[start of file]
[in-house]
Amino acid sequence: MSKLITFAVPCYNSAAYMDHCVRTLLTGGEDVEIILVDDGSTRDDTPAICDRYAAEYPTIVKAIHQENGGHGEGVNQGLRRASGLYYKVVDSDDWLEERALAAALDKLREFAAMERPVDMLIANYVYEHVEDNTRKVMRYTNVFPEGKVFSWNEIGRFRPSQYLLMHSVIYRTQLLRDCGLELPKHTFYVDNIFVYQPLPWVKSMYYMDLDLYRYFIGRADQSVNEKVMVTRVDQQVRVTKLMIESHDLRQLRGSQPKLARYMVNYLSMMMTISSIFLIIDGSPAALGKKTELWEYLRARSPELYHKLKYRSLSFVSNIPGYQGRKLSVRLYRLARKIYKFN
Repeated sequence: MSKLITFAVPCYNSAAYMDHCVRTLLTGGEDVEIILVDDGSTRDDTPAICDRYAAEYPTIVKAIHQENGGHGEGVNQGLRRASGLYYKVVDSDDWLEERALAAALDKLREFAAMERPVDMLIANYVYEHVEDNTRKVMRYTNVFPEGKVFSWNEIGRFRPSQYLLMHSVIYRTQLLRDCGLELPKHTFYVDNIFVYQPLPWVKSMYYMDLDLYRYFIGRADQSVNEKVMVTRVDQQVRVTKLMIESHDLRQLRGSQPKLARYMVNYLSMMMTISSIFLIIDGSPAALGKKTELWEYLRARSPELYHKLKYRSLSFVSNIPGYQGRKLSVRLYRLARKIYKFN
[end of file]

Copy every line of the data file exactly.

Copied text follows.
[in-house]
Amino acid sequence: MSKLITFAVPCYNSAAYMDHCVRTLLTGGEDVEIILVDDGSTRDDTPAICDRYAAEYPTIVKAIHQENGGHGEGVNQGLRRASGLYYKVVDSDDWLEERALAAALDKLREFAAMERPVDMLIANYVYEHVEDNTRKVMRYTNVFPEGKVFSWNEIGRFRPSQYLLMHSVIYRTQLLRDCGLELPKHTFYVDNIFVYQPLPWVKSMYYMDLDLYRYFIGRADQSVNEKVMVTRVDQQVRVTKLMIESHDLRQLRGSQPKLARYMVNYLSMMMTISSIFLIIDGSPAALGKKTELWEYLRARSPELYHKLKYRSLSFVSNIPGYQGRKLSVRLYRLARKIYKFN
Repeated sequence: MSKLITFAVPCYNSAAYMDHCVRTLLTGGEDVEIILVDDGSTRDDTPAICDRYAAEYPTIVKAIHQENGGHGEGVNQGLRRASGLYYKVVDSDDWLEERALAAALDKLREFAAMERPVDMLIANYVYEHVEDNTRKVMRYTNVFPEGKVFSWNEIGRFRPSQYLLMHSVIYRTQLLRDCGLELPKHTFYVDNIFVYQPLPWVKSMYYMDLDLYRYFIGRADQSVNEKVMVTRVDQQVRVTKLMIESHDLRQLRGSQPKLARYMVNYLSMMMTISSIFLIIDGSPAALGKKTELWEYLRARSPELYHKLKYRSLSFVSNIPGYQGRKLSVRLYRLARKIYKFN